Overview of how to value personal property

On Behalf of | Nov 18, 2015 | Estate Valuation |

A recent post on this blog discussed how those involved in probate disputes can accurately place a value on a home or other piece of real estate. However, in addition to the family home or farm, most Minnesota estates that wind up in probate will also contain personal property that will need to be valued accurately, particularly if the estate is the subject of a conflict.

“Personal property,” speaking generally, includes most anything that a person, or an estate, owns except for a home or land. Some personal property, like a bank or retirement account, is pretty easy to value. All one has to do is get the account’s balance as of the day a person died. Likewise, cash is pretty easy to value simply by counting.

For more difficult items to value, ranging from cars to furniture to shares in a family business, a person may have to put in some extra time and work. One court system provides a series of suggestions that would also apply in Minnesota and that many Saint Paul residents going through an estate dispute may find helpful.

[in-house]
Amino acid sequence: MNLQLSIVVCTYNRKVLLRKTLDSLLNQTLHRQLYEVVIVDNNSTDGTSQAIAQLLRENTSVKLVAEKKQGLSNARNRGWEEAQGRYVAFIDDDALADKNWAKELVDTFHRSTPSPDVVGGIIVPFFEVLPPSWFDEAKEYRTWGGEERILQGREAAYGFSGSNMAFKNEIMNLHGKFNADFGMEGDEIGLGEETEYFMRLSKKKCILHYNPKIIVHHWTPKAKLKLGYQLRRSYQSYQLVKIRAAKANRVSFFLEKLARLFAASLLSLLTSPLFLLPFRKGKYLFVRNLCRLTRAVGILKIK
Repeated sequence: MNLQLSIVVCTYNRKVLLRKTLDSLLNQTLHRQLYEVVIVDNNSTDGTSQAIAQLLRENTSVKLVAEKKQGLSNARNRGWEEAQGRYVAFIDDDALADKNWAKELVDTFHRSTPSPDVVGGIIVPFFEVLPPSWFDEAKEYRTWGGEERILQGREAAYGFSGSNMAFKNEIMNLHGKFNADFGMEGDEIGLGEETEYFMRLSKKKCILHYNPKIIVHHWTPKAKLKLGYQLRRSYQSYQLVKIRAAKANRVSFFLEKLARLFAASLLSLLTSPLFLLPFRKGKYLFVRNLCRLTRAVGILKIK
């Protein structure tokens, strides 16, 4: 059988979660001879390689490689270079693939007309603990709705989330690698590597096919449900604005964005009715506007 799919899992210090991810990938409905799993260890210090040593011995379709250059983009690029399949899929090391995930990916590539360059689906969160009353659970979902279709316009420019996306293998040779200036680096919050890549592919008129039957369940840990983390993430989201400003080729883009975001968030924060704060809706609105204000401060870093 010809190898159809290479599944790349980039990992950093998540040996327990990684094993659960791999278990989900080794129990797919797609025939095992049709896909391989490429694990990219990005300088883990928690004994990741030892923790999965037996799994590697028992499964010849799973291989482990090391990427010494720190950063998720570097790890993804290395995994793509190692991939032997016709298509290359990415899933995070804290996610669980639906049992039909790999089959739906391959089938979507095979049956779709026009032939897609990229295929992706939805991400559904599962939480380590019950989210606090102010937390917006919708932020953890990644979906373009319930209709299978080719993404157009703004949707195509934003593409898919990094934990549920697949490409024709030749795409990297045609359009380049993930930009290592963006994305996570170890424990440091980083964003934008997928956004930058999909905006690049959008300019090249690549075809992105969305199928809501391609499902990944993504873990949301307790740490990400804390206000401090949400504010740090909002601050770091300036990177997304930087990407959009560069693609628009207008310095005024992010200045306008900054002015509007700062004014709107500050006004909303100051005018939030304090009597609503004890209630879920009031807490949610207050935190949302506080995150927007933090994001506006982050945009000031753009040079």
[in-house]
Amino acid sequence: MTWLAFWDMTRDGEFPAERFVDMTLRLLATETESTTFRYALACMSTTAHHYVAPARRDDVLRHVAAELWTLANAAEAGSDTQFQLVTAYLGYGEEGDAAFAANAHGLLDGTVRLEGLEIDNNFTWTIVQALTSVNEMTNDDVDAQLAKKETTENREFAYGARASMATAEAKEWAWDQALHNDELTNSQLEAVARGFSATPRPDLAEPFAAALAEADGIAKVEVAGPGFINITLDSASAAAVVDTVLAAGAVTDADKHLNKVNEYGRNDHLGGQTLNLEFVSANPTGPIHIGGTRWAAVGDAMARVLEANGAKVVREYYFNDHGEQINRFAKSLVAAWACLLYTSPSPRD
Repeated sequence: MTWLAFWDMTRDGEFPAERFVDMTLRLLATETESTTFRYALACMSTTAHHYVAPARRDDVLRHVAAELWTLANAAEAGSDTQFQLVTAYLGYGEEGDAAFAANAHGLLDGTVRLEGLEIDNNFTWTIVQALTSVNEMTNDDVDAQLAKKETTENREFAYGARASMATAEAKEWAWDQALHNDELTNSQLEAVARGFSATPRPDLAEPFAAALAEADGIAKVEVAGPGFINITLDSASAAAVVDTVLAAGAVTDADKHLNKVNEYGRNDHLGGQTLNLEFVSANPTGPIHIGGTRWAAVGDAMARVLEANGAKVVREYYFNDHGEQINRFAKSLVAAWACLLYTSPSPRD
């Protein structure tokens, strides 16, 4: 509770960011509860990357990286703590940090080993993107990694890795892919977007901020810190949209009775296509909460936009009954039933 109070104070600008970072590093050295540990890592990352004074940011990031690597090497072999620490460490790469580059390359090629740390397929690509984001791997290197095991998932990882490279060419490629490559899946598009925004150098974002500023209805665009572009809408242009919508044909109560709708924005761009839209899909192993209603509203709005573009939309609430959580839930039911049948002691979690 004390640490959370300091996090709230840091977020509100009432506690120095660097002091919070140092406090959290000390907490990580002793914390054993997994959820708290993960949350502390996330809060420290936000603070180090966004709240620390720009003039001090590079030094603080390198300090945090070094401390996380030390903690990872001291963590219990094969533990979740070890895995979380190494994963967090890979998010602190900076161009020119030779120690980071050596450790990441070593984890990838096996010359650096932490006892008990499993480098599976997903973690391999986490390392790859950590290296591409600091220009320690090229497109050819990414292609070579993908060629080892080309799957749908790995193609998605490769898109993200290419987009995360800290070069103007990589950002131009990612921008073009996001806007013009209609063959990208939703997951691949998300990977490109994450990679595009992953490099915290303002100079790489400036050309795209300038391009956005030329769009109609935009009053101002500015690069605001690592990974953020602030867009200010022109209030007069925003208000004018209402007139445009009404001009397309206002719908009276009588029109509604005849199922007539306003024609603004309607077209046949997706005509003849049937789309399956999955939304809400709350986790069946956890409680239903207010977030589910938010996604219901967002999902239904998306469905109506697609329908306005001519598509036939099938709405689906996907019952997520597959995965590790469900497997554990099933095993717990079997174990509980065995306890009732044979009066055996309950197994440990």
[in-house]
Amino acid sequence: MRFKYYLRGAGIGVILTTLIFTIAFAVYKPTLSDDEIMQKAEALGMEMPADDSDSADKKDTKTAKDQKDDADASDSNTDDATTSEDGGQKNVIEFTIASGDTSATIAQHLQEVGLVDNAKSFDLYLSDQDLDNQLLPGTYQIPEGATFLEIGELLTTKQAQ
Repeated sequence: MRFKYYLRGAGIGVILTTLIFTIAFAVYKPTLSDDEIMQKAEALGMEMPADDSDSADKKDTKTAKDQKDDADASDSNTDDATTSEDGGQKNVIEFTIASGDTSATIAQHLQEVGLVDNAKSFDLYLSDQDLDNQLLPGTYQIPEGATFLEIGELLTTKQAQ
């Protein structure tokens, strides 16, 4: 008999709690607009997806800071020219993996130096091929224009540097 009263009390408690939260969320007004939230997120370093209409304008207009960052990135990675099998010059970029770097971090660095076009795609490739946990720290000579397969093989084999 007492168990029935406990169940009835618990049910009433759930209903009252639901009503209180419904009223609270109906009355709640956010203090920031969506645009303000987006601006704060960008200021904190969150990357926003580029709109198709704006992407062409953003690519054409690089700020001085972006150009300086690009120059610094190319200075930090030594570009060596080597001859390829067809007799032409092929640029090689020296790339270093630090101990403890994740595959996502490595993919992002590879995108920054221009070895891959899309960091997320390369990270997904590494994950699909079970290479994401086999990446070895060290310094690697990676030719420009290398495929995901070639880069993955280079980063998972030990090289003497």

For example, it suggests that items like cars and other vehicles be valued by checking sale prices on websites like Craigslist or consulting a guide like the Kelley Blue Book. One must be sure that he or she is comparing the sale price of a vehicle that is similar to the one in question in terms of mileage and condition.

Although certain personal items and certain common household furnishings can be grouped together and valued under one dollar figure, anything that could have significant standalone value should be examined separately. If it is difficult to identify a value by turning to respected pricing guides or the general market, it might be best to hire a professional appraiser.